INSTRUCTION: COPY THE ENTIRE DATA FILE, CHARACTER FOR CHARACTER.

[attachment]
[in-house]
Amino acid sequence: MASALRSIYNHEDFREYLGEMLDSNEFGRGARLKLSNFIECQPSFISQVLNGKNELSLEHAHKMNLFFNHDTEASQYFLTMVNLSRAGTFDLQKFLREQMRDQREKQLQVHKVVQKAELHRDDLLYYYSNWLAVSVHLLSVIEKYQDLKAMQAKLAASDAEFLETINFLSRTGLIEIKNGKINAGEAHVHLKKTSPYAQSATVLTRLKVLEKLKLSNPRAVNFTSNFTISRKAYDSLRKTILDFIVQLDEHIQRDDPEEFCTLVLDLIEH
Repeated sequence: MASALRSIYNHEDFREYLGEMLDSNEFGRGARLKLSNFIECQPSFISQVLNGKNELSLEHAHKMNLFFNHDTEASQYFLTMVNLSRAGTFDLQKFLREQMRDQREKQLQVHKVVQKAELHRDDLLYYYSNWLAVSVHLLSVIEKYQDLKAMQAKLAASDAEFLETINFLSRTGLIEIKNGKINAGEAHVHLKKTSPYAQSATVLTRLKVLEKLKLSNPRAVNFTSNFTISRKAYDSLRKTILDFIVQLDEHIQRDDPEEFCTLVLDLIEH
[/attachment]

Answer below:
[in-house]
Amino acid sequence: MASALRSIYNHEDFREYLGEMLDSNEFGRGARLKLSNFIECQPSFISQVLNGKNELSLEHAHKMNLFFNHDTEASQYFLTMVNLSRAGTFDLQKFLREQMRDQREKQLQVHKVVQKAELHRDDLLYYYSNWLAVSVHLLSVIEKYQDLKAMQAKLAASDAEFLETINFLSRTGLIEIKNGKINAGEAHVHLKKTSPYAQSATVLTRLKVLEKLKLSNPRAVNFTSNFTISRKAYDSLRKTILDFIVQLDEHIQRDDPEEFCTLVLDLIEH
Repeated sequence: MASALRSIYNHEDFREYLGEMLDSNEFGRGARLKLSNFIECQPSFISQVLNGKNELSLEHAHKMNLFFNHDTEASQYFLTMVNLSRAGTFDLQKFLREQMRDQREKQLQVHKVVQKAELHRDDLLYYYSNWLAVSVHLLSVIEKYQDLKAMQAKLAASDAEFLETINFLSRTGLIEIKNGKINAGEAHVHLKKTSPYAQSATVLTRLKVLEKLKLSNPRAVNFTSNFTISRKAYDSLRKTILDFIVQLDEHIQRDDPEEFCTLVLDLIEH